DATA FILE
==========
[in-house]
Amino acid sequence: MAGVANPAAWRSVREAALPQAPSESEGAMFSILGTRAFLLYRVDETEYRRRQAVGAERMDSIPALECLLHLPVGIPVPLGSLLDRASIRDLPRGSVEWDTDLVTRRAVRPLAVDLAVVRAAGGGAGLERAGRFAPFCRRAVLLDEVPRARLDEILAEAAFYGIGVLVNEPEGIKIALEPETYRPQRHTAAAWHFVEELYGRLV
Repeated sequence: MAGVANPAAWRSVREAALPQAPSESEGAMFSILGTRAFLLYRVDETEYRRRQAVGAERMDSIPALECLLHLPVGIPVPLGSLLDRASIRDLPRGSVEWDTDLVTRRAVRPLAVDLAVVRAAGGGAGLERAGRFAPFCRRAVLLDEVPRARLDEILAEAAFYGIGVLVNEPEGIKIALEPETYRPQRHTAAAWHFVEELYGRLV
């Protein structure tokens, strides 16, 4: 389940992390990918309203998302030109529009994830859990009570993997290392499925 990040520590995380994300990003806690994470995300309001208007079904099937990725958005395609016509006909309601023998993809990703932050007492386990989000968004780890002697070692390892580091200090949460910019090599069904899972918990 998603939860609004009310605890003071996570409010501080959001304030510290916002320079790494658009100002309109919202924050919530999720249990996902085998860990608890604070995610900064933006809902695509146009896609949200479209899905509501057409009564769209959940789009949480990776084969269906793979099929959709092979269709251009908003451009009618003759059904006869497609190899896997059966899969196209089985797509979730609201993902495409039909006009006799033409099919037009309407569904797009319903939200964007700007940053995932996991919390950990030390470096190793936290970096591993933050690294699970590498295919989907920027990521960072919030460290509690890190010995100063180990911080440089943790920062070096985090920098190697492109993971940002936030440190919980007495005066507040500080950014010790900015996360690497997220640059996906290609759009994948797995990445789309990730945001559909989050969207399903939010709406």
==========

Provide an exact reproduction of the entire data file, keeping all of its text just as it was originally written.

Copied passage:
[in-house]
Amino acid sequence: MAGVANPAAWRSVREAALPQAPSESEGAMFSILGTRAFLLYRVDETEYRRRQAVGAERMDSIPALECLLHLPVGIPVPLGSLLDRASIRDLPRGSVEWDTDLVTRRAVRPLAVDLAVVRAAGGGAGLERAGRFAPFCRRAVLLDEVPRARLDEILAEAAFYGIGVLVNEPEGIKIALEPETYRPQRHTAAAWHFVEELYGRLV
Repeated sequence: MAGVANPAAWRSVREAALPQAPSESEGAMFSILGTRAFLLYRVDETEYRRRQAVGAERMDSIPALECLLHLPVGIPVPLGSLLDRASIRDLPRGSVEWDTDLVTRRAVRPLAVDLAVVRAAGGGAGLERAGRFAPFCRRAVLLDEVPRARLDEILAEAAFYGIGVLVNEPEGIKIALEPETYRPQRHTAAAWHFVEELYGRLV
């Protein structure tokens, strides 16, 4: 389940992390990918309203998302030109529009994830859990009570993997290392499925 990040520590995380994300990003806690994470995300309001208007079904099937990725958005395609016509006909309601023998993809990703932050007492386990989000968004780890002697070692390892580091200090949460910019090599069904899972918990 998603939860609004009310605890003071996570409010501080959001304030510290916002320079790494658009100002309109919202924050919530999720249990996902085998860990608890604070995610900064933006809902695509146009896609949200479209899905509501057409009564769209959940789009949480990776084969269906793979099929959709092979269709251009908003451009009618003759059904006869497609190899896997059966899969196209089985797509979730609201993902495409039909006009006799033409099919037009309407569904797009319903939200964007700007940053995932996991919390950990030390470096190793936290970096591993933050690294699970590498295919989907920027990521960072919030460290509690890190010995100063180990911080440089943790920062070096985090920098190697492109993971940002936030440190919980007495005066507040500080950014010790900015996360690497997220640059996906290609759009994948797995990445789309990730945001559909989050969207399903939010709406």